The Vermont Supreme Court on Friday became the first state high court to rule in policyholders’ favor in COVID-19-related business interruption litigation, holding in a divided ruling that the virus may have caused direct physical damage.
The 3-2 ruling in Huntington Ingalls Industries Inc. et al. v. Ace American Insurance Co. et al. overturned a trial court that had dismissed the lawsuit filed by the Newport News, Virginia-based company, which is described in the ruling as the largest military shipbuilding company, and its Burlington, Vermont-based captive, Huntington Ingalls Industries Risk Management LLC, against its reinsurers, which include Chubb Ltd. unit Ace American and numerous others.
The decision follows pro-insurer rulings by state supreme courts in Iowa, Massachusetts, Oklahoma, South Carolina, Washington and Wisconsin, as well as by many federal district and appeals courts on the issue.
The ruling held that the complaint sufficiently pleads that the virus causes direct physical damage. “The virus causing COVID-19 has been continuously present at insured’s shipbuilding facilities” and adheres to surfaces, the ruling said.
“This process of the virus ‘adhering’ to surfaces caused ‘detrimental physical effects’ that ‘altered and impaired the functioning of the tangible material dimensions’ of the property, the ruling said, in quoting the complaint.
Because of this alteration, the property cannot function for its intended purposes, and to redress these physical alterations the insured will take “steps that involve physical alterations to its insured locations,” such as installing barriers.
“Taken together, these statements in the complaint adequately allege that the virus physically altered property in insured’s shipyards when it adhered to surfaces,” the ruling said, in reinstating the litigation and remanding the case for further proceedings.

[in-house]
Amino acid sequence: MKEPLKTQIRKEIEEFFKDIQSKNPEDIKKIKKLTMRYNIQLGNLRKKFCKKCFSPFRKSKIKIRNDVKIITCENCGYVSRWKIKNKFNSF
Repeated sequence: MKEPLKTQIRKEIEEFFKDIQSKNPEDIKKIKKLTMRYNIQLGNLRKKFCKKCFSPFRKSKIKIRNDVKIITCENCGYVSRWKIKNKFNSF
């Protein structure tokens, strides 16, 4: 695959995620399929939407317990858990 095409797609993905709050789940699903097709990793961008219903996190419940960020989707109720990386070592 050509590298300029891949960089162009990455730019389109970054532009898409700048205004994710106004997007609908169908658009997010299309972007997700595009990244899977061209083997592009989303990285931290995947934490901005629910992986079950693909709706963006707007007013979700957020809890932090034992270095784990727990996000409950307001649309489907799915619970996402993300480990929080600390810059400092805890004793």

The minority opinion stated that “as matter of law, human-generated droplets containing SARS-CoV-2 cannot cause ‘direct physical loss or damage to property’ under this insurance policy. No future litigation can change that reality.”
Huntington Ingalls said in a statement, “We believe that the court correctly applied Vermont law with respect to pleading standards and insurance policy interpretation, and we thank the court for its careful consideration of the issues. We look forward to proceeding with the case in the Vermont Superior Court.”
Commenting on the ruling, Marshal Gilinsky, a shareholder with Anderson Kill P.C., in New York, who had submitted a brief supporting Huntington on behalf of United Policyholders, a policyholders advocacy group, said in a statement, “The Vermont Supreme Court’s meticulous reasoning and adherence to pre-pandemic precedent is a powerful rebuttal to the too-common conclusion that the damage wrought by COVID-19 does not constitute ‘direct physical loss or damage.”
Chubb said in a statement, “As a matter of policy, we do not comment on legal matters.”